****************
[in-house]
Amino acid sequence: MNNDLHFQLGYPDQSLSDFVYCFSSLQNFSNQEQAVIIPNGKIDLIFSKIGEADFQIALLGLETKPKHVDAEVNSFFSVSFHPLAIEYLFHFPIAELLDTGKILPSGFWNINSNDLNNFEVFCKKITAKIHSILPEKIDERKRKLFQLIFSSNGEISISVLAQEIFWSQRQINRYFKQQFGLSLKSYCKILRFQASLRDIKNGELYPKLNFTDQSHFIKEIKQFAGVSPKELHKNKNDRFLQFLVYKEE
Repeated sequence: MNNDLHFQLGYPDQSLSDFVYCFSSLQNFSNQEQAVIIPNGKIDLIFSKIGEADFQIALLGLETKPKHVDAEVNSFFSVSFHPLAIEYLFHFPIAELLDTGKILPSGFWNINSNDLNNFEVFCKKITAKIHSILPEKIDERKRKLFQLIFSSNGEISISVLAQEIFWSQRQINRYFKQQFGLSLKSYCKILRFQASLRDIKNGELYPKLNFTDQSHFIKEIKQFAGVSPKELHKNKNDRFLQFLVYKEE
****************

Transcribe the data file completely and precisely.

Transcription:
[in-house]
Amino acid sequence: MNNDLHFQLGYPDQSLSDFVYCFSSLQNFSNQEQAVIIPNGKIDLIFSKIGEADFQIALLGLETKPKHVDAEVNSFFSVSFHPLAIEYLFHFPIAELLDTGKILPSGFWNINSNDLNNFEVFCKKITAKIHSILPEKIDERKRKLFQLIFSSNGEISISVLAQEIFWSQRQINRYFKQQFGLSLKSYCKILRFQASLRDIKNGELYPKLNFTDQSHFIKEIKQFAGVSPKELHKNKNDRFLQFLVYKEE
Repeated sequence: MNNDLHFQLGYPDQSLSDFVYCFSSLQNFSNQEQAVIIPNGKIDLIFSKIGEADFQIALLGLETKPKHVDAEVNSFFSVSFHPLAIEYLFHFPIAELLDTGKILPSGFWNINSNDLNNFEVFCKKITAKIHSILPEKIDERKRKLFQLIFSSNGEISISVLAQEIFWSQRQINRYFKQQFGLSLKSYCKILRFQASLRDIKNGELYPKLNFTDQSHFIKEIKQFAGVSPKELHKNKNDRFLQFLVYKEE